President, First Lady confirm COVID-19 diagnoses: Analysis
President Donald Trump and First Lady Melania Trump have confirmed that they have tested positive for COVID-19, on the heels of an announcement that White House advisor Hope Hicks, who had traveled with the Trumps this week to Cleveland and Minneapolis, had also tested positive for the virus.
The news has sent the spin machine that serves as our news media into overdrive, undercutting the president’s desperate attempts to try to frame the current public health situation as a “the end of the pandemic is here.”
Which, no, it’s not, but neither is it the case that it’s spiraling out of control, as we’re seeing in the narratives on the Trump news flying around the interwebs this morning.
From the COVID Tracking Project, test rates have consistently been in the 4.5 percent-to-5 percent range dating back several weeks, and the number of reported COVID-19 deaths per day is at 582.9 over the past seven days – for comparison, the number of deaths reported per day for the entire month of September was 805.2, and it was 1,009.4 in August.
Another measure – current national COVID-19 hospitalizations – is also down significantly, at 30,472 as of Thursday, just over half of the July 23 peak of 59,718.
We’re seeing similar trends in Virginia, where the seven-day moving average of new reported COVID-19 cases is at 751 as of this morning, according to data from the Virginia Department of Health, down 37.3 percent from the Aug. 8 peak of 1,198, with 890 COVID-19 patients currently in Virginia hospitals, down 35.1 percent from a recent Aug. 7 peak of 1,372, and a little more than half of the spring peak of 1,625 recorded back on May 8.
So, no, not spiraling, and no, not over, which, honestly, you should expect with a virus.
Viruses don’t have seasons, despite what we have been conditioned to believe is the case with the flu, and what we call flu season – the implication being that people only get the flu certain times of the year.
I thought this, like everybody else, until I started doing deep dives into public health numbers, for reasons that are probably obvious, and found, to my surprise, that people die from the flu year-round, not just October-to-April, as we’ve been led forever to believe.
I’ve been tracking the Virginia numbers on this since the late spring, when I first noticed the phenomenon, and updating the math on this today, the VDH website reports 3,086 deaths associated with flu and pneumonia since the week of March 14 – the week that Gov. Ralph Northam declared a state of emergency as the foundation of the public health response to COVID-19.
The VDH COVID-19 page has us at 3,250 COVID deaths as of this morning.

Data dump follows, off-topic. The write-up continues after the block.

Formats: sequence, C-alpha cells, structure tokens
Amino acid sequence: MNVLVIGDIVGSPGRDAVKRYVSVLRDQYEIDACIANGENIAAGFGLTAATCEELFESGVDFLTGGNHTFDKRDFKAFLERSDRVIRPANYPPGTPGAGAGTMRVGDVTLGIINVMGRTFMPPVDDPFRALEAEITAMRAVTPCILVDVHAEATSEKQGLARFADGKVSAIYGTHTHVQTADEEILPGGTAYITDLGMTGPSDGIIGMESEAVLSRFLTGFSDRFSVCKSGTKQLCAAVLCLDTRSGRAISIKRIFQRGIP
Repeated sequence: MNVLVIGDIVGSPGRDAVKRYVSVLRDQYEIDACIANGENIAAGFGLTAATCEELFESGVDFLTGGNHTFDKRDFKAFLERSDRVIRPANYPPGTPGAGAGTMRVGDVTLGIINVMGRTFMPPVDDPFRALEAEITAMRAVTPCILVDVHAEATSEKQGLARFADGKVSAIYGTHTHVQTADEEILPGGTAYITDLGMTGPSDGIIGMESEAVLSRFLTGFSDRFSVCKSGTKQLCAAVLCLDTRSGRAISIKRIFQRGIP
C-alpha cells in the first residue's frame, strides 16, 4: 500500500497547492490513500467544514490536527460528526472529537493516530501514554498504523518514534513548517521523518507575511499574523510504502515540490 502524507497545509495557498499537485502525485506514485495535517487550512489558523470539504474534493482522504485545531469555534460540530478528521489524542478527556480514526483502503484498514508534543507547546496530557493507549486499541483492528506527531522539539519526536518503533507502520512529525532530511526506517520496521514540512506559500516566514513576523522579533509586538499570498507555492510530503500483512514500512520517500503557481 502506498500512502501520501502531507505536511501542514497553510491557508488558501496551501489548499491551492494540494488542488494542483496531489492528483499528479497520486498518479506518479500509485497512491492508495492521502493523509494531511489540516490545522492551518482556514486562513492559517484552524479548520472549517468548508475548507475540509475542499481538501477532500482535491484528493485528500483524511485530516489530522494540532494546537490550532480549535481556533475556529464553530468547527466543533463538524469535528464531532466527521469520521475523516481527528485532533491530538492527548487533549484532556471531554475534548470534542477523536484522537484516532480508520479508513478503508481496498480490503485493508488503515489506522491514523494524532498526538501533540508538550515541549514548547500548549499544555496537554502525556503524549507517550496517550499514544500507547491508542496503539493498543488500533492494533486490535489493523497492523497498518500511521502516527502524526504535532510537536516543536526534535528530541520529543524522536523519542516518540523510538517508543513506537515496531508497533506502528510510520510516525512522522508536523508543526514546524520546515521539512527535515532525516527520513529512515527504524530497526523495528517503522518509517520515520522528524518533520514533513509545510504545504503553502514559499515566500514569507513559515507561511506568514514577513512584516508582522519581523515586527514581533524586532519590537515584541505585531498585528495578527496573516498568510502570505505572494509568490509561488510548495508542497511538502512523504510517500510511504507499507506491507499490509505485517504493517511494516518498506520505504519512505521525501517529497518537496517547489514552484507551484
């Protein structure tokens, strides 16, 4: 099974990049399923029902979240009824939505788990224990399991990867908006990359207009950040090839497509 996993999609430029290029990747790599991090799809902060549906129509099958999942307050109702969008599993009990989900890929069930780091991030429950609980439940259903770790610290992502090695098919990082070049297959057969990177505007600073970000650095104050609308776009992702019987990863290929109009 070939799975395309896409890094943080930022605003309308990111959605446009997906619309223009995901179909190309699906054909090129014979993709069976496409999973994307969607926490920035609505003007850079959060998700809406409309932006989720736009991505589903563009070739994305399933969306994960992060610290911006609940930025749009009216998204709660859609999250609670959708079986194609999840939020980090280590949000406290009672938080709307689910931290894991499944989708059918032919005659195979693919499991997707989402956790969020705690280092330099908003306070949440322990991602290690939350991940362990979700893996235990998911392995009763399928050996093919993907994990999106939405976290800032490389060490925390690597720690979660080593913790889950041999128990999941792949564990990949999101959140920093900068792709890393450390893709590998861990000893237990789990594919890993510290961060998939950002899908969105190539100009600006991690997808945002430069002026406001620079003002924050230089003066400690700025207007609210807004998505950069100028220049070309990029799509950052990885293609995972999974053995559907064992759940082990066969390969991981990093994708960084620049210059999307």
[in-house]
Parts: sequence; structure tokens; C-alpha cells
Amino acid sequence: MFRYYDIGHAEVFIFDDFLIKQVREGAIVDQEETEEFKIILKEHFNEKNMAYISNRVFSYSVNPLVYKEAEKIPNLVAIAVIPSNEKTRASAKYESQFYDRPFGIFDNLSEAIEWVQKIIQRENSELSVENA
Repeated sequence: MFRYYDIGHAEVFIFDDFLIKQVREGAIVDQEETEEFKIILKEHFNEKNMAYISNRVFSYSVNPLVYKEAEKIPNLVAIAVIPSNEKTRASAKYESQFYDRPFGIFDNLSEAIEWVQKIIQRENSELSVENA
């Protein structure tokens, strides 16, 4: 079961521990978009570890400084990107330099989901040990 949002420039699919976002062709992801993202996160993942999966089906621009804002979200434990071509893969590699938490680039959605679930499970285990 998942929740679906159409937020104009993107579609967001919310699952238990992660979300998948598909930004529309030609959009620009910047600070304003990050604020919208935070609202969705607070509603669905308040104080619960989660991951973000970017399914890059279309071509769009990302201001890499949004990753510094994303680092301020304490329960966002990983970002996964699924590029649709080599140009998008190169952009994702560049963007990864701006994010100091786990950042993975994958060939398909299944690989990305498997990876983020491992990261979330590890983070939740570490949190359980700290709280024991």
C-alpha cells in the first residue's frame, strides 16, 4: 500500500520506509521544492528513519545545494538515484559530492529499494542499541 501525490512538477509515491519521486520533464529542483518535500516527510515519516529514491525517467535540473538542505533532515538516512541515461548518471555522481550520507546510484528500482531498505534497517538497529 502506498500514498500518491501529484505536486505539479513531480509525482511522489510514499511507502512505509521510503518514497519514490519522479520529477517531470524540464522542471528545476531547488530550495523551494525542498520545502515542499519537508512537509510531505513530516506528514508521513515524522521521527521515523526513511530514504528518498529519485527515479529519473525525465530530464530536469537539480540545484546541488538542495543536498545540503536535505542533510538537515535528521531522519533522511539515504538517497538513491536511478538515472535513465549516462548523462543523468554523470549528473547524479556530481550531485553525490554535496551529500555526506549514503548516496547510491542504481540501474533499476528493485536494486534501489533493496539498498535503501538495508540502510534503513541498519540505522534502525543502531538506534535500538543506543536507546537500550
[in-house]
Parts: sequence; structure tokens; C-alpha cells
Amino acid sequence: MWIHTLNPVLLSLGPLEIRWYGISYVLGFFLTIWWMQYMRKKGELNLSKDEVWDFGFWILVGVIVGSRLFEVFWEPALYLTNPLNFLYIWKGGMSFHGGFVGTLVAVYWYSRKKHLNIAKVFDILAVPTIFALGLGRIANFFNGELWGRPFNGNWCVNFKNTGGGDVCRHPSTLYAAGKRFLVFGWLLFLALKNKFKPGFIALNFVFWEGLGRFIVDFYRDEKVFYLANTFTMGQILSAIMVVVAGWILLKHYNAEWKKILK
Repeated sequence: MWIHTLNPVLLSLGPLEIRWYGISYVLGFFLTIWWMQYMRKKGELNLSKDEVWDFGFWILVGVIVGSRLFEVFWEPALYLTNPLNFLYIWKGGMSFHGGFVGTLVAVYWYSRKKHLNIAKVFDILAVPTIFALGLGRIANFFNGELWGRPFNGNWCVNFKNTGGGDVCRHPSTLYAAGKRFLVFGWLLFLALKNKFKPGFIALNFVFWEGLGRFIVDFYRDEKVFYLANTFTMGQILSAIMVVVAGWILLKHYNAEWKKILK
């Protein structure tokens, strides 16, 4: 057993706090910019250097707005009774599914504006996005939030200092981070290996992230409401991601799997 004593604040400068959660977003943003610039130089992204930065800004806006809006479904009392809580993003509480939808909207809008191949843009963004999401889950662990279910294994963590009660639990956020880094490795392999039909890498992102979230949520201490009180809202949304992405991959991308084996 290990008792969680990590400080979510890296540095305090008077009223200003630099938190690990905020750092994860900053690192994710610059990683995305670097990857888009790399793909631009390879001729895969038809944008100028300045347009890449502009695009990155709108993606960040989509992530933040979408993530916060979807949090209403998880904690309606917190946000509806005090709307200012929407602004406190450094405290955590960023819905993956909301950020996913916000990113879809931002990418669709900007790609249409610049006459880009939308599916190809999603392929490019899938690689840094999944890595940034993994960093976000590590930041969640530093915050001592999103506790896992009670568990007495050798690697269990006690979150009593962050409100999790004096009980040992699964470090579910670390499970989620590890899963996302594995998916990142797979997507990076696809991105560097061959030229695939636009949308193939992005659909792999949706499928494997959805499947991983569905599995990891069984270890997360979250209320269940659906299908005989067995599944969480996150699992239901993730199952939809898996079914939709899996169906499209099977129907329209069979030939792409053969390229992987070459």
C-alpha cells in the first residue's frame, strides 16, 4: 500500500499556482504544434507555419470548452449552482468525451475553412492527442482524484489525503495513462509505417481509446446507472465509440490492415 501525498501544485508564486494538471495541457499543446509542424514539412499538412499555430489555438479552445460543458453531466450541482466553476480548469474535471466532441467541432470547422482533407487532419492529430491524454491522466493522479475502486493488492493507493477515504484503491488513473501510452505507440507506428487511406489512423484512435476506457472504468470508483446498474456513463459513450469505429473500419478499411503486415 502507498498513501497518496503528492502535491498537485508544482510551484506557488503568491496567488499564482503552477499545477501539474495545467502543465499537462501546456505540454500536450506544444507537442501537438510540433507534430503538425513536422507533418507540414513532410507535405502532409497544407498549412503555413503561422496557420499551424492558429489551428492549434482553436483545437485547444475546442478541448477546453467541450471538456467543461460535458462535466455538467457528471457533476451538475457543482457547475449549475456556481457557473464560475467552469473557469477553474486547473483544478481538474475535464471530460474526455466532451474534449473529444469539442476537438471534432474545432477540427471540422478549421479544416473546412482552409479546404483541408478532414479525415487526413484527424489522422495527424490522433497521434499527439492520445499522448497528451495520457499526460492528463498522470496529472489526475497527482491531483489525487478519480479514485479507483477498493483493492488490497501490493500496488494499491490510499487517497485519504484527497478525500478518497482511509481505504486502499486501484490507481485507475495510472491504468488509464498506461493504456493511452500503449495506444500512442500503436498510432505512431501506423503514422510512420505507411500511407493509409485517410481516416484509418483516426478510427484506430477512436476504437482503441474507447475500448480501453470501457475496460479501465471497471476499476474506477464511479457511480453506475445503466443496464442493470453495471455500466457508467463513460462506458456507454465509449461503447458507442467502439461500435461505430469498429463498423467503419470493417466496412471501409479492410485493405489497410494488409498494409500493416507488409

The flu and pneumonia deaths keep piling up, too – 121 were reported the week of Aug. 29, and another 118 were recorded the week of Sept. 5.
This is happening with the flu, we should note, as we’ve been social distancing, wearing masks and the rest for months.
The 2019-2020 flu season, which, of interest, the VDH website has running not for end of October through early April, but Oct. 1-Sept. 30, 52 weeks a year, currently stands at 5,247 deaths – an uptick of 6.1 percent from the average of 4,945.2 from over the past five years, and actually a high-water mark dating back to 2014.
The social distancing, the masks, everything we’ve done, are doing, to curb social activity, hasn’t kept viruses from circulating, which should surprise no one, even in the news media, which seems to think, based on a scan of the tsk-tsk reports suggesting that Trump contracted COVID because he’s been so actively trying to dismiss it, that not only can rigid government intervention suppress a virus, but also that those who are felled by it should be forced to wear their diagnosis like a scarlet letter.
Two words for you there: Ralph Northam.
The media pontificating also seems to suggest that the conventional wisdom on Trump and COVID-19 is that this is the final nail in his presidency, as if there is any room left for final nails in Teflon Don, who has been dodging final nails since he figured out how to fake his way out of having to go to Vietnam.
Yes, the Trump campaign is having to go on a hiatus, and also yes, he most likely has to miss at least the next scheduled presidential debate, on Oct. 15 – with the third and final scheduled debate, on Oct. 22, very much in jeopardy.
Given the president’s disastrous performance on Tuesday in Cleveland, not adding two more of those to the ledger ahead of Nov. 3 can’t be a bad thing for him on that score.
And then, think about this: what if he does well with this in terms of how he handles whatever is to come with the impact of the virus on his short-term health?
If he has to hide out for two weeks, and we get “sources report” stories from the Times, Post, CNN, that he’s gravely ill, a la Boris Johnson, who at first reported experiencing “mild” symptoms, before spending a week in the hospital, including time in intensive care, yeah, this is your October Surprise, delivered right on time.
But if it goes the other way – if Trump’s COVID-19 experience stays in the realm of “mild,” if we’re able to see and hear from him as he quarantines, if he comes out the other side no worse for the wear, the narrative will have to shift.
It could end up being the case that the guy who has made a life out of failing upward could virus himself into a second term.
It feels like I could say here that stranger things have happened, but I can’t think of anything in that realm right now.
Story by Chris Graham